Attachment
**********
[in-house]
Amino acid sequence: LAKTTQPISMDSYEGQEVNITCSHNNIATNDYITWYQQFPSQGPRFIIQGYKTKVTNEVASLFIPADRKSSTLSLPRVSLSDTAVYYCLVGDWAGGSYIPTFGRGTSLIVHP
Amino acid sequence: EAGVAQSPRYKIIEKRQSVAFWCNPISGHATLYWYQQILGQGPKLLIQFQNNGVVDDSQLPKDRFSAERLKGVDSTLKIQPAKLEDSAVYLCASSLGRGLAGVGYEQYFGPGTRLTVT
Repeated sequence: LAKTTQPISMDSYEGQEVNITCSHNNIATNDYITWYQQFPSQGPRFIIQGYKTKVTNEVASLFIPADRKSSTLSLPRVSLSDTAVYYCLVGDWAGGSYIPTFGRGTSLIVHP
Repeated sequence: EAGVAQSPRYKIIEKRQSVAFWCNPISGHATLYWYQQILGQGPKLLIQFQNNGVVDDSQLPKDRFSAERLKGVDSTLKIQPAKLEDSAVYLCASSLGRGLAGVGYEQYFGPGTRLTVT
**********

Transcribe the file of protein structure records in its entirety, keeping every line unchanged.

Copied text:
[in-house]
Amino acid sequence: LAKTTQPISMDSYEGQEVNITCSHNNIATNDYITWYQQFPSQGPRFIIQGYKTKVTNEVASLFIPADRKSSTLSLPRVSLSDTAVYYCLVGDWAGGSYIPTFGRGTSLIVHP
Amino acid sequence: EAGVAQSPRYKIIEKRQSVAFWCNPISGHATLYWYQQILGQGPKLLIQFQNNGVVDDSQLPKDRFSAERLKGVDSTLKIQPAKLEDSAVYLCASSLGRGLAGVGYEQYFGPGTRLTVT
Repeated sequence: LAKTTQPISMDSYEGQEVNITCSHNNIATNDYITWYQQFPSQGPRFIIQGYKTKVTNEVASLFIPADRKSSTLSLPRVSLSDTAVYYCLVGDWAGGSYIPTFGRGTSLIVHP
Repeated sequence: EAGVAQSPRYKIIEKRQSVAFWCNPISGHATLYWYQQILGQGPKLLIQFQNNGVVDDSQLPKDRFSAERLKGVDSTLKIQPAKLEDSAVYLCASSLGRGLAGVGYEQYFGPGTRLTVT